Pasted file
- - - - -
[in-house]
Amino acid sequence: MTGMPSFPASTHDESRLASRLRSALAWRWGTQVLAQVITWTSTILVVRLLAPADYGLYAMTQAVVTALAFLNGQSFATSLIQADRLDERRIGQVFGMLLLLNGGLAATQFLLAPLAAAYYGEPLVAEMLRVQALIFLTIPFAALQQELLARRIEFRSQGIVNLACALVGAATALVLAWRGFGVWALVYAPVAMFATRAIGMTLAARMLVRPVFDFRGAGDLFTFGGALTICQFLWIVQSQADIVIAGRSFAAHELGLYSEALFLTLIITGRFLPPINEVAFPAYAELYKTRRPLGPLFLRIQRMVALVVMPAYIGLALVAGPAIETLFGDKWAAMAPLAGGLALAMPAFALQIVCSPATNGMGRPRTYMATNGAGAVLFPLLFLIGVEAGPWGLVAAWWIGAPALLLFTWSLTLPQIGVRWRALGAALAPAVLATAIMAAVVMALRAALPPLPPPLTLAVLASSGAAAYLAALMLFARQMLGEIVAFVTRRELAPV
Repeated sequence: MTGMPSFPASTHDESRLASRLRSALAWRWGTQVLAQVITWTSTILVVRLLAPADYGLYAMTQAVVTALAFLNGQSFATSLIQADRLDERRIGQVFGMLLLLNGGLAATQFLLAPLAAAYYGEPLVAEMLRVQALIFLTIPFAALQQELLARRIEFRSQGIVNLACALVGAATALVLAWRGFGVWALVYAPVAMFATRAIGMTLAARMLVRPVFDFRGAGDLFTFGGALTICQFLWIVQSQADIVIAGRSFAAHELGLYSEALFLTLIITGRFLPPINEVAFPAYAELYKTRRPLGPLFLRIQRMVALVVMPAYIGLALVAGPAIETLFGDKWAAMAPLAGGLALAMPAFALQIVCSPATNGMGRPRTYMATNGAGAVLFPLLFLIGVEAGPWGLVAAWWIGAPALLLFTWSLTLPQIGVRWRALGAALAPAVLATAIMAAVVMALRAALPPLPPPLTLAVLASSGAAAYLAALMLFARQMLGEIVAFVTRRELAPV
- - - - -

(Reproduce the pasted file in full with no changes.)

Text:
[in-house]
Amino acid sequence: MTGMPSFPASTHDESRLASRLRSALAWRWGTQVLAQVITWTSTILVVRLLAPADYGLYAMTQAVVTALAFLNGQSFATSLIQADRLDERRIGQVFGMLLLLNGGLAATQFLLAPLAAAYYGEPLVAEMLRVQALIFLTIPFAALQQELLARRIEFRSQGIVNLACALVGAATALVLAWRGFGVWALVYAPVAMFATRAIGMTLAARMLVRPVFDFRGAGDLFTFGGALTICQFLWIVQSQADIVIAGRSFAAHELGLYSEALFLTLIITGRFLPPINEVAFPAYAELYKTRRPLGPLFLRIQRMVALVVMPAYIGLALVAGPAIETLFGDKWAAMAPLAGGLALAMPAFALQIVCSPATNGMGRPRTYMATNGAGAVLFPLLFLIGVEAGPWGLVAAWWIGAPALLLFTWSLTLPQIGVRWRALGAALAPAVLATAIMAAVVMALRAALPPLPPPLTLAVLASSGAAAYLAALMLFARQMLGEIVAFVTRRELAPV
Repeated sequence: MTGMPSFPASTHDESRLASRLRSALAWRWGTQVLAQVITWTSTILVVRLLAPADYGLYAMTQAVVTALAFLNGQSFATSLIQADRLDERRIGQVFGMLLLLNGGLAATQFLLAPLAAAYYGEPLVAEMLRVQALIFLTIPFAALQQELLARRIEFRSQGIVNLACALVGAATALVLAWRGFGVWALVYAPVAMFATRAIGMTLAARMLVRPVFDFRGAGDLFTFGGALTICQFLWIVQSQADIVIAGRSFAAHELGLYSEALFLTLIITGRFLPPINEVAFPAYAELYKTRRPLGPLFLRIQRMVALVVMPAYIGLALVAGPAIETLFGDKWAAMAPLAGGLALAMPAFALQIVCSPATNGMGRPRTYMATNGAGAVLFPLLFLIGVEAGPWGLVAAWWIGAPALLLFTWSLTLPQIGVRWRALGAALAPAVLATAIMAAVVMALRAALPPLPPPLTLAVLASSGAAAYLAALMLFARQMLGEIVAFVTRRELAPV